Prism – the 'distraction free browser' currently bubbling away in the Mozilla Labs – takes your favourite websites and turns them into configurable desktop programs. As the line between desktop and online applications begins to blur, Prism gives you a way to create individual shortcuts to the web services you use habitually. Instead of opening in a browser window with back and forward buttons, an address bar and bookmarks, applications have their own frill-free window.
What's more, you can change the look and layout of that window to suit your needs. The only real restriction is that you still have to go online to use them.
The pre-release version of Prism (designated 0.9) is available for Mac, Linux and Windows in two versions; a standalone installer and a version that works as an add-on for Firefox. We used release candidate 2 for the practical parts of this article, running on Windows XP.
Using Prism to create apps from websites is very easy. Launch Prism and a dialogue prompts you to enter the URL for the site you want to convert. Alternatively, use the Firefox add-on version, navigate to a site you want to run in Prism then choose 'Convert Website to Application' from the 'Tools' menu. This time the URL is automatically filled in for you.
Let's try this with online image editor Splashup (www.splashup.com). Launch Prism and enter the URL 'www.splashup.com'. In the Name field type 'Splashup Photo Editor'. Immediately below that you have the option to include various browser elements. In this case we'll leave all of them un-ticked except for 'Enable Navigation Keys'. That way, if you get lost in the application you can still go backwards and forwards through the 'site'.
You can also ask Prism to create a shortcut to your application. This is a good idea – as we'll see in a minute. Tick the 'Desktop' box for now.
Click 'OK' and take a look at your desktop. You should see a new icon labelled 'Splashup Photo Editor'. Give it a double-click and the Splashup site is launched in Prism. There are some further menu-based tweaks you can make to the configuration. Click the 'Commands' icon at the bottom right of the window. The 'Tools' menu enables you to make Firefox add-ons available to Prism applications, while 'Print' and 'Page Setup' are self explanatory.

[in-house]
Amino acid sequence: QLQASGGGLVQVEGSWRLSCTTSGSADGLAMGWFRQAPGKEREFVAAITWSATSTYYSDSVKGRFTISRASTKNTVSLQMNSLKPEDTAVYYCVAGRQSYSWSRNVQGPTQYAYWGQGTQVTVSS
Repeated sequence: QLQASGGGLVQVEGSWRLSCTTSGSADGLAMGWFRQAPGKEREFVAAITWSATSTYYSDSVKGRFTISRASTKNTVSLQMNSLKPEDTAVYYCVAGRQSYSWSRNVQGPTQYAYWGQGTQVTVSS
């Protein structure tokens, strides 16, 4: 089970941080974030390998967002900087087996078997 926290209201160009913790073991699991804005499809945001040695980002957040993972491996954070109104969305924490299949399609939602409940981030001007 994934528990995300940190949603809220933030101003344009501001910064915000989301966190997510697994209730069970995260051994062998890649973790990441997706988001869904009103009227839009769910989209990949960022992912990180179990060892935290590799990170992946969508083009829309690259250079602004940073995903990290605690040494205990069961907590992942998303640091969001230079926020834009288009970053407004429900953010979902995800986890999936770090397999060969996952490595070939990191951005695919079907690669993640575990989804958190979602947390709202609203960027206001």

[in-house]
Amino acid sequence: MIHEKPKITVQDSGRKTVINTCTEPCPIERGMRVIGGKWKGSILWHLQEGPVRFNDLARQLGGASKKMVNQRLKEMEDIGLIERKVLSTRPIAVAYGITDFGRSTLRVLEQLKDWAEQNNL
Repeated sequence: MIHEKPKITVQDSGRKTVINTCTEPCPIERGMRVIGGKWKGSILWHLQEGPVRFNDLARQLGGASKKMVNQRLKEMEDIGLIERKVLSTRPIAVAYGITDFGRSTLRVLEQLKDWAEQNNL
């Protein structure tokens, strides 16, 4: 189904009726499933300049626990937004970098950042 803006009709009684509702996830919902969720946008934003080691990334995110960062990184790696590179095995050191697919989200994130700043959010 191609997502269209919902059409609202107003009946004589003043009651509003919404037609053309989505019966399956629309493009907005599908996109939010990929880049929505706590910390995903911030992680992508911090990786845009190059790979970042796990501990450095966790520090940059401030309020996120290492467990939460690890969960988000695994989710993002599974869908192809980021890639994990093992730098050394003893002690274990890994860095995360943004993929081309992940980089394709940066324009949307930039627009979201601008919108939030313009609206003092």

Try clicking the 'Jump straight in' link in the Splashup window. The application launches in a new Prism window – not a new Firefox window. Prism renders pages and parses code just like Firefox, but without the frills. Now, let's take a closer look under the bonnet.
Return to the desktop icon Prism created for your application. Right click on it and choose 'Properties'. You'll see a very long shortcut path for the application. This gives us some crucial clues to how Prism works. The shortcut invokes Prism, which in turn sends a call to configuration data stored in a special 'WebApps' folder. Start Windows Explorer and navigate to the folder 'WebApps'. You should find a directory named 'email@example.com' within. Open it and you'll find a couple of initialisation files.
If you open the file 'webapp.ini' in any text editor, you'll see a set of simple configuration parameters analogous to the choices you made earlier. There are a couple that aren't available through Prism's menu interface too – like the 'sidebar' attribute. Any of the parameters here can be changed. The binary parameters can be set to true or false, and the text strings replaced by anything you choose.
Here's something more intriguing. Select all the files in the 'splashup' folder and hold down [CTRL], then click and drag a copy of those files to your desktop. With the copied files still selected, right-click and choose 'Send to | Compressed (zipped) Folder'. This creates a ZIP file on your desktop. Select and rename the file to 'splashup.webapp'. The file's icon changes to show that it's now associated with Prism. You've just created a 'webapp bundle' – a portable application version of a website converted for Prism. Double-click on the freshly minted icon and Splashup will launch in a new window.
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